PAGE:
Here and How!
Talk about overdue: For 40 years, Cameron Brown has worked with a ridiculously long list of heavyweights, but he has only now released an album under his own name. In an age of recorded-music saturation, that's astounding. Very much to his credit, the bassist has created an ensemble, the Hear and Now, whose sound doesn't smack of a resume, even when they are performing tunes by Don Cherry and Don Pullen, who engaged Brown at crucial points of his artistic development. Instead, the bassist has assembled a cross-generational ensemble-vocalist Sheila Jordan, trumpeter Dave Ballou and drummer Leon Parker; tenor saxophonist Dewey Redman guests on three of the album's six tracks-whose ear for song precludes gratuitous fireworks. Though Brown has chops few bassists can match, his real forte is providing the hub for the music's movement. On Here and How!, Brown's cohorts revolve around his deep groove and agile flourishes, maintaining a low blue flame throughout a well-constructed program.
To say bebop is at the heart of the music is an understatement, though it is somewhat misleading if one primarily identifies with bebop's breakneck tempi and demanding virtuosity. Brown's bead on bebop on these Belgian concert performances is largely synonymous with Sheila Jordan's: the wisdom that comes with age trumps the audacity of youth, and subsequently the groove sways far more often than it scorches, and each solo breathes. In one of her infectiously ebullient lyrics, Jordan assures her cohorts that they will be singing too by tour's end; throughout the album, it's obvious that the message took, particularly with Ballou, whose performances complement his profile as one of the more erudite trumpeters to emerge in the wake of Dave Douglas. To this end, Parker's ability to create rhythmic excitement without ordinance is crucial, especially for Redman's sure-footed, smoldering solos.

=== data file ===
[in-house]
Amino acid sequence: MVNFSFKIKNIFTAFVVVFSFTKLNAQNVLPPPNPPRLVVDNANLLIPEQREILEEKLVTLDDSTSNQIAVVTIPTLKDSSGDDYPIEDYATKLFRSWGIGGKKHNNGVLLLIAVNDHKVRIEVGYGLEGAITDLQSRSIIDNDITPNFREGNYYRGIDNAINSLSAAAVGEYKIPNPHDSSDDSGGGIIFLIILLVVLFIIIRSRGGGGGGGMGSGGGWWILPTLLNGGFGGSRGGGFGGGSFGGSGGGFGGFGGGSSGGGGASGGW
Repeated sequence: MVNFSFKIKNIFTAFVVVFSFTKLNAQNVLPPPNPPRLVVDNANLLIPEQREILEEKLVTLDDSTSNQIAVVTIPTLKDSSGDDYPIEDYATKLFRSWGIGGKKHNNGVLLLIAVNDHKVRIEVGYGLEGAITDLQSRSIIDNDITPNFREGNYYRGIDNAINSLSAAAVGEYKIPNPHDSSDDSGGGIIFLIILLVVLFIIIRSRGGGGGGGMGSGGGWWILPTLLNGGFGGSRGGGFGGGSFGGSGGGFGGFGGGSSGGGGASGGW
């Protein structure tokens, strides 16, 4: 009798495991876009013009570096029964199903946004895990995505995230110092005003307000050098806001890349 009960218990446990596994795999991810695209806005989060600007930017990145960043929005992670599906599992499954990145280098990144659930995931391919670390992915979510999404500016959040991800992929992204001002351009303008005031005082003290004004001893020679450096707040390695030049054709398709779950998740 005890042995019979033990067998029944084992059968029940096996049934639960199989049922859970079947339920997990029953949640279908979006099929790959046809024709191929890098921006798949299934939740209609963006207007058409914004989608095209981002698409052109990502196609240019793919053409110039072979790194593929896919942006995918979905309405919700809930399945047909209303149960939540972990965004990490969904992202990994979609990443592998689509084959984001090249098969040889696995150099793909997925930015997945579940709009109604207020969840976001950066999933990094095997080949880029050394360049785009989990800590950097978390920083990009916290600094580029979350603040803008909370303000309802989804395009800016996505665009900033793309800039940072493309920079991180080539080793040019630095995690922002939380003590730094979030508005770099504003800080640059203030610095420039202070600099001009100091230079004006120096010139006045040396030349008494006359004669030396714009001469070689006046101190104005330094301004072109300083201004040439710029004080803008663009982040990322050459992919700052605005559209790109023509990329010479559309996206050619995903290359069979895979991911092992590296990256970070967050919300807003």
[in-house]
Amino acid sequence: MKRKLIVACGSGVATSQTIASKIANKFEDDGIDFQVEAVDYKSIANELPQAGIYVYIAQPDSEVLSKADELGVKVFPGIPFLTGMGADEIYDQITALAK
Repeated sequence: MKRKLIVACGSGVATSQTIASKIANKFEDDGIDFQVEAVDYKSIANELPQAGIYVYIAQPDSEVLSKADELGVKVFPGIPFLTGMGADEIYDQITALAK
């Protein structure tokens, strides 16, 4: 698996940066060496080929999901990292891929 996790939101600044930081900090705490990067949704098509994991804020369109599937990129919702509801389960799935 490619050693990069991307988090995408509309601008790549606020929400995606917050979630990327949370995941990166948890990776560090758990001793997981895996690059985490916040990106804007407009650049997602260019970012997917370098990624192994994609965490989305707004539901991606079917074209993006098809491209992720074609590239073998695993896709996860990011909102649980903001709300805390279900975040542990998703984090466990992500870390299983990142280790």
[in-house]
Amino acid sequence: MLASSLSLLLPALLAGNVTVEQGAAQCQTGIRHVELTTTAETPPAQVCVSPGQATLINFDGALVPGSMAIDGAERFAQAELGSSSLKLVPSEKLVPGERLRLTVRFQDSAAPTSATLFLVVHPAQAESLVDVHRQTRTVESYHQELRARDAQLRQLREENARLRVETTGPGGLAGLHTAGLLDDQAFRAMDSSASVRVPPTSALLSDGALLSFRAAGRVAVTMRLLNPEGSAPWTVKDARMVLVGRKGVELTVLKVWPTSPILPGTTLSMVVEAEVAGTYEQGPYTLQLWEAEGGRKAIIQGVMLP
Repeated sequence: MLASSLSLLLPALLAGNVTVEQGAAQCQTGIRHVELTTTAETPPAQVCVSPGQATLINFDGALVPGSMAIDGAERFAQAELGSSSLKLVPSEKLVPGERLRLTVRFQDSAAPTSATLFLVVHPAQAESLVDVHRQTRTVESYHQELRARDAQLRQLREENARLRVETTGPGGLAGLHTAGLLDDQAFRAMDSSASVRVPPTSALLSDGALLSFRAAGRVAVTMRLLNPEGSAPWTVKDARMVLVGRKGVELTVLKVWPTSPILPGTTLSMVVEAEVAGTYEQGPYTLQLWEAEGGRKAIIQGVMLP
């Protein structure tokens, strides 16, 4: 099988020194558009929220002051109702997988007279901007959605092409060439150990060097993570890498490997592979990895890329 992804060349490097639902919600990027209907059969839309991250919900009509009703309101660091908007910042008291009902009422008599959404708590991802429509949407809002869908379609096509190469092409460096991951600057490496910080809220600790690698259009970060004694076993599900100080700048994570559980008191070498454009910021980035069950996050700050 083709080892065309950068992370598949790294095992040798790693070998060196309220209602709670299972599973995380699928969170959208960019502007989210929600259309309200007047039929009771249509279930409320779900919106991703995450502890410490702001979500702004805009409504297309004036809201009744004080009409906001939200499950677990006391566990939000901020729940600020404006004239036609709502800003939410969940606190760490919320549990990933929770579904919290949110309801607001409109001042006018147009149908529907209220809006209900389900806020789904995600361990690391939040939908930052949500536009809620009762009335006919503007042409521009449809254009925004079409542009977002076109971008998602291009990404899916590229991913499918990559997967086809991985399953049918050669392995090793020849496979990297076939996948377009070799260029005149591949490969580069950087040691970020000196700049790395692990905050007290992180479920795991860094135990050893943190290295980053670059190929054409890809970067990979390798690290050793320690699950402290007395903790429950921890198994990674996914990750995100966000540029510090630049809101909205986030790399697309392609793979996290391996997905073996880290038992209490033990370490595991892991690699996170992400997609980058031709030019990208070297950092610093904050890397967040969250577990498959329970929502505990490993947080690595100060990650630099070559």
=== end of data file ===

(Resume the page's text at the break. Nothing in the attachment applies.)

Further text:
For listeners who value a vibe more than chops, Hear and How! will prompt a satisfied "Wow."